Brady vs Jags: another day for the record books

Cold, Hard Football Facts for Dec 26, 2009

Jacksonville learned little about stopping the Patriots passing attack since the last time the two teams met, back in the 2007 playoffs.
On that night, in a 31-20 New England victory, Tom Brady completed 26 of 28 passes, setting an all-time NFL record (regular season or playoffs) for accuracy in a game (92.9%).
He picked right up where he left off Sunday: Brady completed 23 of 26 passes (88.5%) for 267 yards, 10.3 YPA, 4 TD (three to Randy Moss), 0 INT and a 149.0 passer rating.
The Patriots won, 35-7. Both games stand among the 10 most accurate passing days in pro football history (see list below; since 1960).
Here's Brady's performance in his last two games against the Jaguars:
  • 49 of 54 (90.7%), 529 yards, 9.8 YPA, 7 TD, 0 INT, 147.1 passer rating.
These numbers come on the heels of our controversial look last week on at the quality of the pass defenses the NFL's elite quarterbacks have faced this year. We made two assertions in that piece: that Brady had outperformed every quarterback in the NFL based upon the quality of the pass defenses he's faced this year and that he, Moss (4 catches, 45 yards, 3 TD) and Wes Welker (13 catches, 138 yards) would produce big days against Jacksonville. All came through with flying colors.
The story is not just the greatness of Brady and his battery mates. His proficient day is also a product of the futility of the Jacksonville pass defense.
Three times in their last 32 games, from their loss to the Patriots in the 2007 divisional playoffs through Sunday, the Jaguars pass defense has surrendered three of the 10 most accurate passing days in NFL history. Jacksonville surrendered the most accurate passing day in regular-season history to Kurt Warner and the Cardinals earlier this season.
Here's a look at the top 10 most accurate passing days in NFL history in all games (regular season and postseason). The NFL requires a min. 20 attempts to qualify for "official" records. (Stats compiled with the aid of the Game Finder.)
1. Tom Brady (New England) – Jan. 12, 2008 – 26 of 28 (92.9%), 31-20 win vs. Jacksonville*
2. Kurt Warner (Arizona) – Sept. 20, 2009 – 24 of 26 (92.3%) – 31-17 win at Jacksonville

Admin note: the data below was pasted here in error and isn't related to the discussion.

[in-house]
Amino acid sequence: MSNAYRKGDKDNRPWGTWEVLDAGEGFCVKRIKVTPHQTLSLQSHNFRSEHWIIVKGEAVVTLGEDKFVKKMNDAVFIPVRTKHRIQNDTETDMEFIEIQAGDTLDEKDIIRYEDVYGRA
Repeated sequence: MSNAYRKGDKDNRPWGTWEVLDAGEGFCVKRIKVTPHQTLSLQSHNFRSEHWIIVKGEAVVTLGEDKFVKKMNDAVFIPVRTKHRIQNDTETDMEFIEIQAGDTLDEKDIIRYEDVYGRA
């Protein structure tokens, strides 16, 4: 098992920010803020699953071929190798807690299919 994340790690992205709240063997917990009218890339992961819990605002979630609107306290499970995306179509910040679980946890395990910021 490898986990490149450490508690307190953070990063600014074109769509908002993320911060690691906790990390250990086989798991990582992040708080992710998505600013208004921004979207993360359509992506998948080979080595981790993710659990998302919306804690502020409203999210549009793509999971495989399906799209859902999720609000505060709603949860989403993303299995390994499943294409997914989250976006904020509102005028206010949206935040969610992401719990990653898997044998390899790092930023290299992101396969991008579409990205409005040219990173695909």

3. Vinny Testaverde (Cleveland) – Dec. 26, 1993 – 21 of 23 (91.3%) – 42-14 win at L.A. Rams
4. Ken Anderson (Cincinnati) – Nov. 11, 1974 – 20 of 22 (90.9%) – 17-10 win vs. Pittsburgh
5. Lynn Dickey (Green Bay) – Dec. 13, 1981 – 19 of 21 (90.5%) – 35-7 win at New Orleans
6. Steve Young (San Francisco) – Oct. 20, 1991 – 18 of 20 (90%) – 35-3 win over Detroit
7. Rich Gannon (Oakland) – Nov. 11, 2002 – 34 of 38 (89.5%) – 34-10 win at Denver
8. Mark Brunell (Washington) – Sept. 24, 2006 – 24 of 27 (88.9%) – 31-15 win at Houston
9t. Tom Brady (New England) – Dec. 27, 2009 – 23 of 26 (88.5%) – 35-7 win vs. Jacksonville
9t. Chris Chandler (Houston) – Sept. 24, 1995 – 23 of 26 (88.5%) – 38-28 win at Cincinnati
* playoff game
The group provides us a perfect case study of the importance of efficient passing stats (passer rating, YPA, completion percentage) compared with the utter meaninglessness of big-volume passing stats.
You might remember that just last week, Pittsburgh quarterback Ben Roethlisberger became just the 10th quarterback in history to pass for 500 yards in a game. (We published the entire list here.) Brady this week compiled the 10th game in history in which a player completed more than 88 percent of his passes in a game.
The 10 500-yard passers went just 5-5. The 10 88-percent-plus passers went 10-0 and mostly won in blowouts.

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